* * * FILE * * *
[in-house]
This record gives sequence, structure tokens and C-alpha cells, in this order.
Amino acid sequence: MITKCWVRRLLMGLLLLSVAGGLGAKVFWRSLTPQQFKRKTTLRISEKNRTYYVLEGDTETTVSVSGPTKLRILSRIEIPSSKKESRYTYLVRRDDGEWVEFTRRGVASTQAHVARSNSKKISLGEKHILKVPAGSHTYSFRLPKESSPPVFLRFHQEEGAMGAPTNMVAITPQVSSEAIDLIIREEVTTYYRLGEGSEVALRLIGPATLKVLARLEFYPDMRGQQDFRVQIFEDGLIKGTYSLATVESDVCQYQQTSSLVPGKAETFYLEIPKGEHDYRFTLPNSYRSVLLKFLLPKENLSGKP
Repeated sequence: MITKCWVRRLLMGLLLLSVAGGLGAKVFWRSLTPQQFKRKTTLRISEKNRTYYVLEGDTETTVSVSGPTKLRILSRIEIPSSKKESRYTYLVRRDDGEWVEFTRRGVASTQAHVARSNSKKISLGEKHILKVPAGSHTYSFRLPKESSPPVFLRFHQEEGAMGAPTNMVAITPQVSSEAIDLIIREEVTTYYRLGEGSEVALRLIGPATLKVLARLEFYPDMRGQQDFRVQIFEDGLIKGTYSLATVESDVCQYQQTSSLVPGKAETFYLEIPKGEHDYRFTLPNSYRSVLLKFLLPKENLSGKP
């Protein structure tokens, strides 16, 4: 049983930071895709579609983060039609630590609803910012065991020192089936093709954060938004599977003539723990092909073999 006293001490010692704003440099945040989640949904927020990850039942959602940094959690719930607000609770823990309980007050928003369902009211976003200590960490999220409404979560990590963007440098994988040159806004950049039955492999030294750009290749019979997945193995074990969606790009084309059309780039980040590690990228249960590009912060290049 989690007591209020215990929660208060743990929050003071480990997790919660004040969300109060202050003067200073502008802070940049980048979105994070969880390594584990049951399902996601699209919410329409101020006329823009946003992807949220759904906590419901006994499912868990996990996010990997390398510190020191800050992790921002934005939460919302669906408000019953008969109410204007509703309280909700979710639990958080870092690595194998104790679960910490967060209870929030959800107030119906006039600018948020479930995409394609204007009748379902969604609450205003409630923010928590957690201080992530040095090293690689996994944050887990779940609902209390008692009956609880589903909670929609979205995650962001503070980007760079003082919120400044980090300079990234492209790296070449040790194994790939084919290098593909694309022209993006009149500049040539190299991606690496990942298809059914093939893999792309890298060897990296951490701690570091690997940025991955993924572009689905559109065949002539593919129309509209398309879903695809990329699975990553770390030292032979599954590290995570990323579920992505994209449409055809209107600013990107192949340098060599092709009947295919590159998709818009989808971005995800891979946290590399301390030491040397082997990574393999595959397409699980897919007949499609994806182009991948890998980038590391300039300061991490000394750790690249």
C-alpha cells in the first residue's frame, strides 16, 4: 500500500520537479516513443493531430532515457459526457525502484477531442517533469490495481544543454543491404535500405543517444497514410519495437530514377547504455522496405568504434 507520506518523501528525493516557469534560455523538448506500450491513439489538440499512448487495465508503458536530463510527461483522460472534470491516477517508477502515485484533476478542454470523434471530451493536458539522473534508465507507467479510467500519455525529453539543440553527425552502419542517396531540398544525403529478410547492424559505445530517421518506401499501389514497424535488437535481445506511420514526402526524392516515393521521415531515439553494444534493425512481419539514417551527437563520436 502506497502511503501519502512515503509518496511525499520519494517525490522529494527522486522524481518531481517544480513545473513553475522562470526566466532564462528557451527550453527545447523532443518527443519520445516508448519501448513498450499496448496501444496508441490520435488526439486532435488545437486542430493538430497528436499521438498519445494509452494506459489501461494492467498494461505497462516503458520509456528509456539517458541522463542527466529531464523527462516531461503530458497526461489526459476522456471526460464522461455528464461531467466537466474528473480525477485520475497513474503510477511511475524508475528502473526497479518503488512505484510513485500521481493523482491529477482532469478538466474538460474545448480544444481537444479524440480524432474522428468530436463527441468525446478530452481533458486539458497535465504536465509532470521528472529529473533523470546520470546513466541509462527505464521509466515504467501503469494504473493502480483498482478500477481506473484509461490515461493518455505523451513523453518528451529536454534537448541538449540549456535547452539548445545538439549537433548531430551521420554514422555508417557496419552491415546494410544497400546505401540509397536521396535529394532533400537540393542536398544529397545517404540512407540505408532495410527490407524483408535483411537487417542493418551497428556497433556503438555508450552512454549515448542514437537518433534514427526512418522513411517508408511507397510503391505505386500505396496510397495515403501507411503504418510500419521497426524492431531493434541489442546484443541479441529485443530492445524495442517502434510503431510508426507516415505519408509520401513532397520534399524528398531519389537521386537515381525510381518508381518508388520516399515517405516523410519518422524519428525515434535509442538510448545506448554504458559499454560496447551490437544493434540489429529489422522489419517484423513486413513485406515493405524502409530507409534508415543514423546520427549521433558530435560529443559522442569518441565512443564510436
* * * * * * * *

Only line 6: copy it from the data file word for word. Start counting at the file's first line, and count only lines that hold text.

C-alpha cells in the first residue's frame, strides 16, 4: 500500500520537479516513443493531430532515457459526457525502484477531442517533469490495481544543454543491404535500405543517444497514410519495437530514377547504455522496405568504434 507520506518523501528525493516557469534560455523538448506500450491513439489538440499512448487495465508503458536530463510527461483522460472534470491516477517508477502515485484533476478542454470523434471530451493536458539522473534508465507507467479510467500519455525529453539543440553527425552502419542517396531540398544525403529478410547492424559505445530517421518506401499501389514497424535488437535481445506511420514526402526524392516515393521521415531515439553494444534493425512481419539514417551527437563520436 502506497502511503501519502512515503509518496511525499520519494517525490522529494527522486522524481518531481517544480513545473513553475522562470526566466532564462528557451527550453527545447523532443518527443519520445516508448519501448513498450499496448496501444496508441490520435488526439486532435488545437486542430493538430497528436499521438498519445494509452494506459489501461494492467498494461505497462516503458520509456528509456539517458541522463542527466529531464523527462516531461503530458497526461489526459476522456471526460464522461455528464461531467466537466474528473480525477485520475497513474503510477511511475524508475528502473526497479518503488512505484510513485500521481493523482491529477482532469478538466474538460474545448480544444481537444479524440480524432474522428468530436463527441468525446478530452481533458486539458497535465504536465509532470521528472529529473533523470546520470546513466541509462527505464521509466515504467501503469494504473493502480483498482478500477481506473484509461490515461493518455505523451513523453518528451529536454534537448541538449540549456535547452539548445545538439549537433548531430551521420554514422555508417557496419552491415546494410544497400546505401540509397536521396535529394532533400537540393542536398544529397545517404540512407540505408532495410527490407524483408535483411537487417542493418551497428556497433556503438555508450552512454549515448542514437537518433534514427526512418522513411517508408511507397510503391505505386500505396496510397495515403501507411503504418510500419521497426524492431531493434541489442546484443541479441529485443530492445524495442517502434510503431510508426507516415505519408509520401513532397520534399524528398531519389537521386537515381525510381518508381518508388520516399515517405516523410519518422524519428525515434535509442538510448545506448554504458559499454560496447551490437544493434540489429529489422522489419517484423513486413513485406515493405524502409530507409534508415543514423546520427549521433558530435560529443559522442569518441565512443564510436